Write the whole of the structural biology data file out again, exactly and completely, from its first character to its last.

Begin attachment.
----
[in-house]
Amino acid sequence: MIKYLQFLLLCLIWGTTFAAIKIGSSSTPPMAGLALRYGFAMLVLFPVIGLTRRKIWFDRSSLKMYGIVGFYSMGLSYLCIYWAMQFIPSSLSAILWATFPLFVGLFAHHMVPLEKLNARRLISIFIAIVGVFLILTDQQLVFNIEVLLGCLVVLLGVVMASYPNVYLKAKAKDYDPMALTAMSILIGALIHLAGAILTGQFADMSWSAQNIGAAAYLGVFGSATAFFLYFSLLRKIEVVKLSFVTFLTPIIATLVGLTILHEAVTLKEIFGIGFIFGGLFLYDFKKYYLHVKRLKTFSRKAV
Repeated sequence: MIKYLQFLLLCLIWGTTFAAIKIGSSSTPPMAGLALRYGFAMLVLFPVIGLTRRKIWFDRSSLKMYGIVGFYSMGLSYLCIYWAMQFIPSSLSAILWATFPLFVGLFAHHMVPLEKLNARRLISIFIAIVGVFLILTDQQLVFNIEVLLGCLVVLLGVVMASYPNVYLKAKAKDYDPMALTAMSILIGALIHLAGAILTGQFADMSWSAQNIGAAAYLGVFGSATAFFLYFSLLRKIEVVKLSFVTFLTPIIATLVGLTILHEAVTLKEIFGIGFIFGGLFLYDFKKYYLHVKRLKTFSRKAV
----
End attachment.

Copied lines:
[in-house]
Amino acid sequence: MIKYLQFLLLCLIWGTTFAAIKIGSSSTPPMAGLALRYGFAMLVLFPVIGLTRRKIWFDRSSLKMYGIVGFYSMGLSYLCIYWAMQFIPSSLSAILWATFPLFVGLFAHHMVPLEKLNARRLISIFIAIVGVFLILTDQQLVFNIEVLLGCLVVLLGVVMASYPNVYLKAKAKDYDPMALTAMSILIGALIHLAGAILTGQFADMSWSAQNIGAAAYLGVFGSATAFFLYFSLLRKIEVVKLSFVTFLTPIIATLVGLTILHEAVTLKEIFGIGFIFGGLFLYDFKKYYLHVKRLKTFSRKAV
Repeated sequence: MIKYLQFLLLCLIWGTTFAAIKIGSSSTPPMAGLALRYGFAMLVLFPVIGLTRRKIWFDRSSLKMYGIVGFYSMGLSYLCIYWAMQFIPSSLSAILWATFPLFVGLFAHHMVPLEKLNARRLISIFIAIVGVFLILTDQQLVFNIEVLLGCLVVLLGVVMASYPNVYLKAKAKDYDPMALTAMSILIGALIHLAGAILTGQFADMSWSAQNIGAAAYLGVFGSATAFFLYFSLLRKIEVVKLSFVTFLTPIIATLVGLTILHEAVTLKEIFGIGFIFGGLFLYDFKKYYLHVKRLKTFSRKAV